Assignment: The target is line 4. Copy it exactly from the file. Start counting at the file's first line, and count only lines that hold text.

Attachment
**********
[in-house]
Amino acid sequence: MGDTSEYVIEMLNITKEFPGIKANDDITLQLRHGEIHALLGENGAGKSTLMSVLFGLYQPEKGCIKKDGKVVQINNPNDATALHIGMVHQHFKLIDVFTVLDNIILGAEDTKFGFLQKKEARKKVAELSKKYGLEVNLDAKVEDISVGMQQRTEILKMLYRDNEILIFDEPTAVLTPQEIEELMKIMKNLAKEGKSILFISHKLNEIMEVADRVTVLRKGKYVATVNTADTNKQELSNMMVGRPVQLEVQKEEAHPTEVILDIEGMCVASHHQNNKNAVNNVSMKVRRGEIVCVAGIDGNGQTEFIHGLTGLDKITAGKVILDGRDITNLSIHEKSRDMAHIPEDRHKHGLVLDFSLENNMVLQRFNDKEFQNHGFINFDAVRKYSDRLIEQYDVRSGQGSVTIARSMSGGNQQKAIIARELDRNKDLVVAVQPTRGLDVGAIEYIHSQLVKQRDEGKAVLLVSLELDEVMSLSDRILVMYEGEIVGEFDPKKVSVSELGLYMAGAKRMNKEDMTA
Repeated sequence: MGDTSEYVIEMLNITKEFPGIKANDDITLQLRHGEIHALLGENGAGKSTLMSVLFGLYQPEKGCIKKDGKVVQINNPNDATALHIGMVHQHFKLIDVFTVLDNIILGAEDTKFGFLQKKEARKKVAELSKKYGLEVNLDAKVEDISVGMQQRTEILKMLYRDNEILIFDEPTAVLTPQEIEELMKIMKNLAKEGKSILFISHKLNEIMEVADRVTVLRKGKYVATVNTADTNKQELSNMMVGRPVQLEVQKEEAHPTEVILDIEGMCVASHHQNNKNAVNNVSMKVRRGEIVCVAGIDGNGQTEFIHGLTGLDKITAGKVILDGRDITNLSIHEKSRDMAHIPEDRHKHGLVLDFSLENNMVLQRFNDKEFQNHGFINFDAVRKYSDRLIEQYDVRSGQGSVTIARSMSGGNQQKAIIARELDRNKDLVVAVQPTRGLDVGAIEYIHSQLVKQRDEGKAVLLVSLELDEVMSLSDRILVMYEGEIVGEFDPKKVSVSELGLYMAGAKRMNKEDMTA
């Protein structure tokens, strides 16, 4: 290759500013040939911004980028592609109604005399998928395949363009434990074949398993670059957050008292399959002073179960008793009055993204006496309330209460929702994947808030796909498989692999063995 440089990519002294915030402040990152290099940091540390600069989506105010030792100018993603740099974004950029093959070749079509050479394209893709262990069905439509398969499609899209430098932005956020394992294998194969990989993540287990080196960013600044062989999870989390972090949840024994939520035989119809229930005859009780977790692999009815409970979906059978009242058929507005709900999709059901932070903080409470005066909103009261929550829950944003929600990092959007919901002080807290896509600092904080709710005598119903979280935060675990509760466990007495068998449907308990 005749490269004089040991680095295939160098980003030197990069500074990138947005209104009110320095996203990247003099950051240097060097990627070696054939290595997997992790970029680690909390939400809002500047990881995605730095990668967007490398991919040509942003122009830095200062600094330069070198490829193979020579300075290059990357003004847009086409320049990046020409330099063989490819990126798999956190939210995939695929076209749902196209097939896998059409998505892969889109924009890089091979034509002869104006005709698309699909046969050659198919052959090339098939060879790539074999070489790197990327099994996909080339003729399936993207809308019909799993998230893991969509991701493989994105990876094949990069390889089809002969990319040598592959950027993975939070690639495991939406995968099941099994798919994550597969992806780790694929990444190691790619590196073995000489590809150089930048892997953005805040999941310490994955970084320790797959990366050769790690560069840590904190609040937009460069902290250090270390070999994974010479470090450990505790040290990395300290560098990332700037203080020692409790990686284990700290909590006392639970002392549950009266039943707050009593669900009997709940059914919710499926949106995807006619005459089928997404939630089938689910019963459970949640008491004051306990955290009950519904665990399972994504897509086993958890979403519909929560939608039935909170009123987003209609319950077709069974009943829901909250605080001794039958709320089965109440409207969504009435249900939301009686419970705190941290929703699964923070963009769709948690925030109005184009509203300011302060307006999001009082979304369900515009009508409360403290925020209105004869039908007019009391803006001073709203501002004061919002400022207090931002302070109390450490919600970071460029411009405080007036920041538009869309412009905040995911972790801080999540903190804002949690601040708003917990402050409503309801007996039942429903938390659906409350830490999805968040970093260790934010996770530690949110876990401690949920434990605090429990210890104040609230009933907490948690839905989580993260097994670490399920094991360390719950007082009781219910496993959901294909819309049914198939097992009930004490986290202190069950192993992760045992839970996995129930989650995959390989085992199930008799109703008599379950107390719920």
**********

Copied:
């Protein structure tokens, strides 16, 4: 290759500013040939911004980028592609109604005399998928395949363009434990074949398993670059957050008292399959002073179960008793009055993204006496309330209460929702994947808030796909498989692999063995 440089990519002294915030402040990152290099940091540390600069989506105010030792100018993603740099974004950029093959070749079509050479394209893709262990069905439509398969499609899209430098932005956020394992294998194969990989993540287990080196960013600044062989999870989390972090949840024994939520035989119809229930005859009780977790692999009815409970979906059978009242058929507005709900999709059901932070903080409470005066909103009261929550829950944003929600990092959007919901002080807290896509600092904080709710005598119903979280935060675990509760466990007495068998449907308990 005749490269004089040991680095295939160098980003030197990069500074990138947005209104009110320095996203990247003099950051240097060097990627070696054939290595997997992790970029680690909390939400809002500047990881995605730095990668967007490398991919040509942003122009830095200062600094330069070198490829193979020579300075290059990357003004847009086409320049990046020409330099063989490819990126798999956190939210995939695929076209749902196209097939896998059409998505892969889109924009890089091979034509002869104006005709698309699909046969050659198919052959090339098939060879790539074999070489790197990327099994996909080339003729399936993207809308019909799993998230893991969509991701493989994105990876094949990069390889089809002969990319040598592959950027993975939070690639495991939406995968099941099994798919994550597969992806780790694929990444190691790619590196073995000489590809150089930048892997953005805040999941310490994955970084320790797959990366050769790690560069840590904190609040937009460069902290250090270390070999994974010479470090450990505790040290990395300290560098990332700037203080020692409790990686284990700290909590006392639970002392549950009266039943707050009593669900009997709940059914919710499926949106995807006619005459089928997404939630089938689910019963459970949640008491004051306990955290009950519904665990399972994504897509086993958890979403519909929560939608039935909170009123987003209609319950077709069974009943829901909250605080001794039958709320089965109440409207969504009435249900939301009686419970705190941290929703699964923070963009769709948690925030109005184009509203300011302060307006999001009082979304369900515009009508409360403290925020209105004869039908007019009391803006001073709203501002004061919002400022207090931002302070109390450490919600970071460029411009405080007036920041538009869309412009905040995911972790801080999540903190804002949690601040708003917990402050409503309801007996039942429903938390659906409350830490999805968040970093260790934010996770530690949110876990401690949920434990605090429990210890104040609230009933907490948690839905989580993260097994670490399920094991360390719950007082009781219910496993959901294909819309049914198939097992009930004490986290202190069950192993992760045992839970996995129930989650995959390989085992199930008799109703008599379950107390719920």